The South African government has been driving its nuclear power plans forward over the last few months. There have long been concerns, as recently expressed by President Zuma’s Minister of Finance, Malusi Gigaba, that South Africa cannot afford nuclear power. There has been speculation that the World Bank might be a source of funds to allow the project to go ahead. However, there are several reasons that make this is extremely unlikely, to say the least. Continue reading
On 11 October 2017 the Department of Environmental Affairs (DEA) issued an authorisation to Eskom for a second nuclear power plant at Koeberg, 28km north of Cape Town City centre. It came with a surprise. The Department also authorised the “construction of facilities or infrastructure, including associated structures or infrastructure for … disposal of nuclear fuels, radioactive products and waste.”
Waste disposal not part of project…
You would have been surprised if you had studied the final Environmental Impact Report (EIR) because it gave the impression this was not about waste disposal. Continue reading
Before any major development, South African law requires a detailed Environmental Impact Assessment to be submitted to the Department of Environmental Affairs before the project may begin. In 2009, Gibb consulting submitted a scoping report for such a study on behalf of Eskom, with a view to building a large nuclear power plant.
During the public participation process Koeberg Alert, as well as many other organisations, scientists and members of the public submitted extensive and detailed comments on the report, and in particular the poor quality of the specialist reports. Continue reading
A case against the Department of Energy, the Minister of Energy and Eskom was brought by SAFCEI and EarthLife Africa Johannesburg recently. Today judgement was handed down by Judge Bozalek, and it surprised everyone. He granted every single request of the plaintiffs! He also gave a costs order against the government. Continue reading
Here is a short video which describes the job creation potential in South Africa of nuclear and renewable energy. English subtitles may be switched on or off.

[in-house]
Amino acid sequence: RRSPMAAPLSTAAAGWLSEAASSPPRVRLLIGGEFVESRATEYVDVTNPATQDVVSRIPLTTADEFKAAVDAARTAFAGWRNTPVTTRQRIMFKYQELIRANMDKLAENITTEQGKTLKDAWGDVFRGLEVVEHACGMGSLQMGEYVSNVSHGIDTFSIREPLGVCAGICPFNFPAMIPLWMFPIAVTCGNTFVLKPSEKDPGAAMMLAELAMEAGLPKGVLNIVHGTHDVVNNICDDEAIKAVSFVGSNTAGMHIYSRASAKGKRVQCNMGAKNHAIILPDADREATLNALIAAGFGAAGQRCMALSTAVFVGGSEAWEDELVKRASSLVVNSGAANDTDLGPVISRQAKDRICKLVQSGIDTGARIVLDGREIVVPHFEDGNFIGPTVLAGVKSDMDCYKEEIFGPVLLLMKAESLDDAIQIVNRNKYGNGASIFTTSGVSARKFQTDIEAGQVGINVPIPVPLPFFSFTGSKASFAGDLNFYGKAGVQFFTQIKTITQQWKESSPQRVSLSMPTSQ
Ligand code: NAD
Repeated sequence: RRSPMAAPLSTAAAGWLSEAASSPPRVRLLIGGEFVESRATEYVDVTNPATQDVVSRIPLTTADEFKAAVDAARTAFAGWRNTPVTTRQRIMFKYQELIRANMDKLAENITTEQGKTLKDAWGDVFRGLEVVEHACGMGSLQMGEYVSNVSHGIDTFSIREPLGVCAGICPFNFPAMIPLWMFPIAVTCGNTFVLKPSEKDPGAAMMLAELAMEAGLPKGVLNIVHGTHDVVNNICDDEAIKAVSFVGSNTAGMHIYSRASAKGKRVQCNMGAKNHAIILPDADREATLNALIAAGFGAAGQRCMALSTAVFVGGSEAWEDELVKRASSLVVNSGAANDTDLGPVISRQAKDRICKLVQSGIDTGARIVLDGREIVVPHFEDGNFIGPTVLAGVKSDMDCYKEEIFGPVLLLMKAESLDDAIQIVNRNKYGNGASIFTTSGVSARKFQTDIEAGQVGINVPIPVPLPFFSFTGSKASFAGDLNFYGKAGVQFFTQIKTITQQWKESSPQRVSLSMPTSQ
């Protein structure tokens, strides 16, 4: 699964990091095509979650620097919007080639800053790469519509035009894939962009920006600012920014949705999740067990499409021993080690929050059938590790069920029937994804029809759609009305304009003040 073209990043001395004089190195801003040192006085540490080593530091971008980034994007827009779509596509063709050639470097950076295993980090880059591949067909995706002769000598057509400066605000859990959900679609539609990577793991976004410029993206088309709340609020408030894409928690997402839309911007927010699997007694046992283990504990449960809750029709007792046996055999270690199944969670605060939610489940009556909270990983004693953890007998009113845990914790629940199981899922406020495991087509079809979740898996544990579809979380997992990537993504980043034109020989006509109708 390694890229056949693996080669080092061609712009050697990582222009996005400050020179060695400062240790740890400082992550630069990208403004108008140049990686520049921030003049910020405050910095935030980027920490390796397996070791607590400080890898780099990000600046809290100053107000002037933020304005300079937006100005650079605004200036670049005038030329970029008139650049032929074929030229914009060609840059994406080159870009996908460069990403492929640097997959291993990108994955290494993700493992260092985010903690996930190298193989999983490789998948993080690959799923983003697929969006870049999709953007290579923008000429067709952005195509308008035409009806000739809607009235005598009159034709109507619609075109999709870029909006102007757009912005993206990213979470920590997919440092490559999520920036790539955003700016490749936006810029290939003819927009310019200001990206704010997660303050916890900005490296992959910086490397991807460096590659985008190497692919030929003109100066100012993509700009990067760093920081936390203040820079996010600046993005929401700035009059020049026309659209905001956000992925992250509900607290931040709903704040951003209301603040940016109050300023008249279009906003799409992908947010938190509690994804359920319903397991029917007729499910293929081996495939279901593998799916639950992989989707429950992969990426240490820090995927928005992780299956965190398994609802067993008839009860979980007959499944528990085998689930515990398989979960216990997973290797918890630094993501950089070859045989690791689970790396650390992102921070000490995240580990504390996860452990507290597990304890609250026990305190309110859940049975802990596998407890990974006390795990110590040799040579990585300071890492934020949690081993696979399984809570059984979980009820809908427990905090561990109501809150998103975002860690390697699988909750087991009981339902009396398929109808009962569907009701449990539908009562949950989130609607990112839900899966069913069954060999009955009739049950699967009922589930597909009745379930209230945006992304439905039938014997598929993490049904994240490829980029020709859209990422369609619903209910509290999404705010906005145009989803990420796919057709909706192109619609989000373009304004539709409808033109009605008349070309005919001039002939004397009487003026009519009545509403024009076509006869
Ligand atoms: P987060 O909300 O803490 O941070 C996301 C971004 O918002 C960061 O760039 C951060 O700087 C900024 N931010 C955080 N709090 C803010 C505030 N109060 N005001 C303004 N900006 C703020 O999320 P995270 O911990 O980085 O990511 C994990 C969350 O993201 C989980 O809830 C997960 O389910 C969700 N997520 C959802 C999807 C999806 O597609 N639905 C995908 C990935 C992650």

South Africa needs electricity, and coal power stations need be replaced as they become old. We face a choice. Either we can build nuclear power stations, or use renewable energy such as solar and wind power. So, how should we choose? Continue reading
The minister of Energy signed an agreement with Russia in September 2014. More recently made a ministerial determination to allow Eskom to go ahead with the procurement of nuclear plants for South Africa. The National Energy Regulator of South Africa (NERSA) had concurred with this determination. I sat in for the final day of the three day high court hearings questioning the legality of these dealings.
On November 29 2016 the Portfolio Committee on Energy was given a presentation by the Department of Energy (DOE) on the progress of the South African nuclear build programme. For some reason, the minister of energy, the Director General of the department and the Director General for nuclear energy chose not to attend, and instead sent the Deputy Director General for nuclear energy, Mr Zizamele Mbambo.
The presentation included a list of sixteen consultancy contracts that have been awarded by the DOE. First prize for the most lucrative contract is a tie between Mahlako-A-Phahla Investments and Central Lake Trading 149, at about R1.7 million per week! Continue reading